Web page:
PRESIDENT Sauli Niinistö spoke of a new cold war when he visited Russia. He was not using the bland, meaningless phrases of diplomacy, but instead was open and frank about the current state of East-West relations. His admission of our perilous situation is welcome, but what we need now is a way to thaw out the situation.
RUSSIA'S long-term goal is to halt its regional marginalisation. Since the fall of the Soviet Union many of its satellite states have joined the European Union. While the EU has been mostly benign towards Russia, the spread of NATO into the Baltics and Eastern Europe has to be more troublesome. America has also expanded its military into central Asia. If Russia feels it is being squeezed, that is because it is being squeezed.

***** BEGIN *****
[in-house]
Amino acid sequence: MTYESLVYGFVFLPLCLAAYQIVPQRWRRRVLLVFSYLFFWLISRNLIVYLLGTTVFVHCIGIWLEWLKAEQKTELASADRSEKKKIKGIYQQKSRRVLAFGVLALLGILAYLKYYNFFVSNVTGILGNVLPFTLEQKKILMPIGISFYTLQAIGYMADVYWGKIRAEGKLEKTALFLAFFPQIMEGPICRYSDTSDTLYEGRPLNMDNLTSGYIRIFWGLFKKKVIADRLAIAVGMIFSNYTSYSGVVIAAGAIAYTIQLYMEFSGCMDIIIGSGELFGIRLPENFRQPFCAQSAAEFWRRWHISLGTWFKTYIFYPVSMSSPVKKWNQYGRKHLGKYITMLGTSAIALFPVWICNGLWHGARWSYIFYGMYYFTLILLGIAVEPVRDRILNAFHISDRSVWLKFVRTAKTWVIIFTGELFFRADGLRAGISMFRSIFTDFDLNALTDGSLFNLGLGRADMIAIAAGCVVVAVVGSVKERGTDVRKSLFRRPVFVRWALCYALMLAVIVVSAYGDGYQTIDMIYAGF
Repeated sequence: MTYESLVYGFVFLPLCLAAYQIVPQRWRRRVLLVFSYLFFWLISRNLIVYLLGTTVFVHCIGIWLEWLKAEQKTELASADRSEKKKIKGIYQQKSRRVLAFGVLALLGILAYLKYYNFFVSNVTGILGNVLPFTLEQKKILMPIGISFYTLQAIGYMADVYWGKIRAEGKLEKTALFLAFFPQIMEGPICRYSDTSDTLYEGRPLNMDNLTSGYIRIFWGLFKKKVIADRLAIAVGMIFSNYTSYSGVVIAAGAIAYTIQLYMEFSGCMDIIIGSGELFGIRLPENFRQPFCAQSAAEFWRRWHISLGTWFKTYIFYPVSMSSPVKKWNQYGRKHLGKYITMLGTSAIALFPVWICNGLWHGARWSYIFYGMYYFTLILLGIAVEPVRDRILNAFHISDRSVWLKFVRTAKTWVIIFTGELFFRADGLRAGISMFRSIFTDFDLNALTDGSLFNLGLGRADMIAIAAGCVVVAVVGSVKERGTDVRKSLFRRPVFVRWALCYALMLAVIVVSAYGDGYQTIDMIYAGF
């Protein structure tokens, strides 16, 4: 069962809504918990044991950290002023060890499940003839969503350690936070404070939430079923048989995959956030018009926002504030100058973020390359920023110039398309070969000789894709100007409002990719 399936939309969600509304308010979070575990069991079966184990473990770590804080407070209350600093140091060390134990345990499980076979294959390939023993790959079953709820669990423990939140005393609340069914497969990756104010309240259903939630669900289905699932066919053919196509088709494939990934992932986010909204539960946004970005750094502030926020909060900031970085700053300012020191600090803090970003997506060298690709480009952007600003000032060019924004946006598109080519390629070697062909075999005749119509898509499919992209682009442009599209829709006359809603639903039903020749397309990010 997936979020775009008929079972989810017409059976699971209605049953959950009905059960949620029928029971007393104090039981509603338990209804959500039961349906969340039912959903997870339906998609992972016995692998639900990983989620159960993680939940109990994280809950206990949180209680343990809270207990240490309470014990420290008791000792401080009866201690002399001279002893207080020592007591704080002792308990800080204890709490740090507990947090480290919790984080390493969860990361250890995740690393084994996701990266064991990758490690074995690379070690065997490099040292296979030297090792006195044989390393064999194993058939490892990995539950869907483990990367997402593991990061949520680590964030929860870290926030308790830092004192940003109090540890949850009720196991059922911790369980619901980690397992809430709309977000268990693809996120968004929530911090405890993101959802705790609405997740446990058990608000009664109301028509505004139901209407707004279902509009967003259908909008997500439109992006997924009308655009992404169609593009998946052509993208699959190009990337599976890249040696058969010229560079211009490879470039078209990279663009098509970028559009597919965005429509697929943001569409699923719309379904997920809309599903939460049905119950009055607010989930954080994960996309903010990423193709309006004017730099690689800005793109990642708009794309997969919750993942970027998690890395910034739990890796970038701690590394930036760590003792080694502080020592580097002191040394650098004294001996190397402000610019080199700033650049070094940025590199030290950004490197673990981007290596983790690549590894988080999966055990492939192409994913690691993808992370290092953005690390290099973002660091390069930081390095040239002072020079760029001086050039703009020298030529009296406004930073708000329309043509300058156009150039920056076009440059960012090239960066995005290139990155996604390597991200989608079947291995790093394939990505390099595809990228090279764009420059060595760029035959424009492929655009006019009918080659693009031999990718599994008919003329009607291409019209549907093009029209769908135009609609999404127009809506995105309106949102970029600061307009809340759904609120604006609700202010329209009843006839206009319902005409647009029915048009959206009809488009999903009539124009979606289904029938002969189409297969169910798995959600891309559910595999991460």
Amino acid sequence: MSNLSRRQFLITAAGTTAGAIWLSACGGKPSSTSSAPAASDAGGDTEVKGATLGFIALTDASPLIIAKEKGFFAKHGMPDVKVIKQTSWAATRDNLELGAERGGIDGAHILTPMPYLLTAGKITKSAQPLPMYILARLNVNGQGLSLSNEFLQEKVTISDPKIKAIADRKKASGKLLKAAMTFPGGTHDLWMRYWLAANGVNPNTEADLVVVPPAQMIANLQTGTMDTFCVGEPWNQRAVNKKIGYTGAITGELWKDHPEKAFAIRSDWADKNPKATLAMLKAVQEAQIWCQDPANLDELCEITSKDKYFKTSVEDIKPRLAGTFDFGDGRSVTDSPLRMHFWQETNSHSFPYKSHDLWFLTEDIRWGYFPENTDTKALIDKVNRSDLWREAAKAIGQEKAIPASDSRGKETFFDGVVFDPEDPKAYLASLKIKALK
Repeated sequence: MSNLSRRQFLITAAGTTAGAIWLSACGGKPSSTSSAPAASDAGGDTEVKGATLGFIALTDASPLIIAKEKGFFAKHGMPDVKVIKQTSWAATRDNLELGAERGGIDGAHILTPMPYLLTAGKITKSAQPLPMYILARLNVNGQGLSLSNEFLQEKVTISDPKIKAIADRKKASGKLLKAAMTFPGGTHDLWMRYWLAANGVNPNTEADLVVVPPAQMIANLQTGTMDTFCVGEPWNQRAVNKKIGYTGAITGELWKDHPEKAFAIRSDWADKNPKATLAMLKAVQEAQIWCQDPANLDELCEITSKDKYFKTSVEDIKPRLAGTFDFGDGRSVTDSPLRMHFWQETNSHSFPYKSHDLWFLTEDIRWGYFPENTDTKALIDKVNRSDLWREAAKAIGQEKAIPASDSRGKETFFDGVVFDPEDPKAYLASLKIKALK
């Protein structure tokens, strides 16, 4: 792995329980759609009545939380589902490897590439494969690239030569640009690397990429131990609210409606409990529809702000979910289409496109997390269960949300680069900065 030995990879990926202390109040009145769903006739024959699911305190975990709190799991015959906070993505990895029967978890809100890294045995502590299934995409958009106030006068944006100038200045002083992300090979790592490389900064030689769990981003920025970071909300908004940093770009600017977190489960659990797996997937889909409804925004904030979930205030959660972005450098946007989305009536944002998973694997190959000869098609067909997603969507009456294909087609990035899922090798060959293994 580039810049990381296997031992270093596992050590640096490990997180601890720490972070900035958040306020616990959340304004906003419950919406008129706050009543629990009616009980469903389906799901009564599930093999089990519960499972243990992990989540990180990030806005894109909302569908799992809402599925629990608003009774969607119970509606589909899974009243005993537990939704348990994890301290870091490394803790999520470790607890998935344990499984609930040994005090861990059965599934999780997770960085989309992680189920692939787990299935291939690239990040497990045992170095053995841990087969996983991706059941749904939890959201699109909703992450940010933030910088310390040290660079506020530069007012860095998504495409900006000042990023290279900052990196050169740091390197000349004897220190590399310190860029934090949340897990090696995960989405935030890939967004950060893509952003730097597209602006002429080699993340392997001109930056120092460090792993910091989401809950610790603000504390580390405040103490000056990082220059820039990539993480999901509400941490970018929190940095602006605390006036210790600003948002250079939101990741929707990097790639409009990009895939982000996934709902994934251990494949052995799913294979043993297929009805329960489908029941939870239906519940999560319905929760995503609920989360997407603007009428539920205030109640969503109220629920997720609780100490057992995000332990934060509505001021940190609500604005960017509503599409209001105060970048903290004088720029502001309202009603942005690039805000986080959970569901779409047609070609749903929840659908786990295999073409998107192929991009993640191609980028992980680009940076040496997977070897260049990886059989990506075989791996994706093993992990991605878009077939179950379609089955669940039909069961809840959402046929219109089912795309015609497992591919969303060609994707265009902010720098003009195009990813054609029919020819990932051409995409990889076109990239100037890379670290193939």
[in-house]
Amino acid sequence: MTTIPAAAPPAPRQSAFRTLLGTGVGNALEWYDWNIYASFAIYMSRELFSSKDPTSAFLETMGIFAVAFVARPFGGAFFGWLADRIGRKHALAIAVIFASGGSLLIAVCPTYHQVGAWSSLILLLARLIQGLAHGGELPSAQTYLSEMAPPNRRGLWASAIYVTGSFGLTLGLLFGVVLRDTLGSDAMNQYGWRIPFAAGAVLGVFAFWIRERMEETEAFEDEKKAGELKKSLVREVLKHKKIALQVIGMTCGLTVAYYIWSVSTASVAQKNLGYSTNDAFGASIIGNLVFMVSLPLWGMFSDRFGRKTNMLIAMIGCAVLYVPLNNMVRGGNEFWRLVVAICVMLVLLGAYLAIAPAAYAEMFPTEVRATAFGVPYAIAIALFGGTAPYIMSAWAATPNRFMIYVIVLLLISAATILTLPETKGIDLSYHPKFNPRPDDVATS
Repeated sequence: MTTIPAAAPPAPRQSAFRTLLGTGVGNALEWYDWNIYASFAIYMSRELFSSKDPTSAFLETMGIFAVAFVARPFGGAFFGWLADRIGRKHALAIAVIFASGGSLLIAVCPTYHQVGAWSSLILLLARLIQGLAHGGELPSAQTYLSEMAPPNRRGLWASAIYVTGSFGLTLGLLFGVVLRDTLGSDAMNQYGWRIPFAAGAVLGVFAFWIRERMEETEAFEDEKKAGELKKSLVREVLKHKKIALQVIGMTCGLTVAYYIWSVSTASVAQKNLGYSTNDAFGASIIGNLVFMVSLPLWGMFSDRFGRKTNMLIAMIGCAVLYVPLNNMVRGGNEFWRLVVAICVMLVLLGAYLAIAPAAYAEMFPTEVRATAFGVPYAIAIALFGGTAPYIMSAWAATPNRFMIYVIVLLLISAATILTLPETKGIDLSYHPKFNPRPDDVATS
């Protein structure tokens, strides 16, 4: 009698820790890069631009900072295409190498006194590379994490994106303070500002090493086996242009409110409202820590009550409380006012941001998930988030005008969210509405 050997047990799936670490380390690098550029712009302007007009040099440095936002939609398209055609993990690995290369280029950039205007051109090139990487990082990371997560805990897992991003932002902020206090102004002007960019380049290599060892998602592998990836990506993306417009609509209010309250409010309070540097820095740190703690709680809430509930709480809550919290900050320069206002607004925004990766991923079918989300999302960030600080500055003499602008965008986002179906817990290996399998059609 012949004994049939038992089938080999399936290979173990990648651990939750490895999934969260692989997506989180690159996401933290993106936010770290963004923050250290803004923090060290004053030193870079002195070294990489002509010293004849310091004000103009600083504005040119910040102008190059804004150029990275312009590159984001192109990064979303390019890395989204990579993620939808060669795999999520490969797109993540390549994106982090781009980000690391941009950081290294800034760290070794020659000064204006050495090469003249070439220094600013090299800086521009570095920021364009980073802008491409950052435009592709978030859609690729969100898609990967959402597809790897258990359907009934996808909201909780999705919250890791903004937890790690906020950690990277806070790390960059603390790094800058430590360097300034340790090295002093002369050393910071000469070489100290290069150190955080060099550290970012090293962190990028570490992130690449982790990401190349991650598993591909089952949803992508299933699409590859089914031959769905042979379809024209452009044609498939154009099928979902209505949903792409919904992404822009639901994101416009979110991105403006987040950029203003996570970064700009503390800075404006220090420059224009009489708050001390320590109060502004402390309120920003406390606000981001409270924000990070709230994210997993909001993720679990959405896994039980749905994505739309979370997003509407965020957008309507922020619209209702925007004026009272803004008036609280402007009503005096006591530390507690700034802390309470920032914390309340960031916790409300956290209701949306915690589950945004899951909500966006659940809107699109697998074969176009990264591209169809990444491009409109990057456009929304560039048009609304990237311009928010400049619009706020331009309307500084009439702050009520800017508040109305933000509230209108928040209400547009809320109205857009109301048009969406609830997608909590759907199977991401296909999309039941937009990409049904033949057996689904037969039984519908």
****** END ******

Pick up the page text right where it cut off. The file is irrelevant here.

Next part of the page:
AS SOON as the Soviet Union collapsed the idea of a new union appeared. The Commonwealth of Independent States was one half-hearted attempt, but Vladimir Putin has opted instead for the Eurasian Economic Union. This would be similar to the EU, starting out as an economic union and perhaps evolving into a military and political one. Russia couldn't do much about losing the Baltics from its sphere of influence, but it is now stronger and willing to make a stand about Ukraine.
David J. Cord
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